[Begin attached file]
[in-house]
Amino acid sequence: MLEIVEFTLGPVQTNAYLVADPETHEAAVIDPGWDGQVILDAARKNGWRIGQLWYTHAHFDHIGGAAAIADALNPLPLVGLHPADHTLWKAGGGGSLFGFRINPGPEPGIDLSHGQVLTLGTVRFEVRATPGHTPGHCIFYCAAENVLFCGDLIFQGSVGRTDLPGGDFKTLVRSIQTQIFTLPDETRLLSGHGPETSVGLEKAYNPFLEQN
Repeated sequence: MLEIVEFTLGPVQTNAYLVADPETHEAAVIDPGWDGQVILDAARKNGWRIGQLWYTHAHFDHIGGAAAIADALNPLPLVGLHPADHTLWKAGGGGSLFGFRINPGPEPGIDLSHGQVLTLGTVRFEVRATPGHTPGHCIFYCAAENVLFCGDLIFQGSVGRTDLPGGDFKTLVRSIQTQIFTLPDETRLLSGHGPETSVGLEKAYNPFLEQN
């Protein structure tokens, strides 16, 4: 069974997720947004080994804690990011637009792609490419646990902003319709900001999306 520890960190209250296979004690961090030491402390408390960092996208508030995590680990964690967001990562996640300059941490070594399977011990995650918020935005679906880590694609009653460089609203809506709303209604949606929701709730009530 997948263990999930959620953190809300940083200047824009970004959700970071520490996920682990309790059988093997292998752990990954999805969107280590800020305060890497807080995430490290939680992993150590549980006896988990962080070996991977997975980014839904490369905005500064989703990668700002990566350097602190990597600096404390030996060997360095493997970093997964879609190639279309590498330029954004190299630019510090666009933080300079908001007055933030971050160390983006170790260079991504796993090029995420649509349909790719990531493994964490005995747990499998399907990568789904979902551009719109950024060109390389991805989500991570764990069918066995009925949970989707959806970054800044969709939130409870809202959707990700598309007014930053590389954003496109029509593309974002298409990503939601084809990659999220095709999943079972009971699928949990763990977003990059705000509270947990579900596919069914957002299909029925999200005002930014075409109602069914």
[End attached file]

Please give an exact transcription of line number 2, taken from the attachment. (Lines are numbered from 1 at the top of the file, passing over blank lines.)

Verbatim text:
Amino acid sequence: MLEIVEFTLGPVQTNAYLVADPETHEAAVIDPGWDGQVILDAARKNGWRIGQLWYTHAHFDHIGGAAAIADALNPLPLVGLHPADHTLWKAGGGGSLFGFRINPGPEPGIDLSHGQVLTLGTVRFEVRATPGHTPGHCIFYCAAENVLFCGDLIFQGSVGRTDLPGGDFKTLVRSIQTQIFTLPDETRLLSGHGPETSVGLEKAYNPFLEQN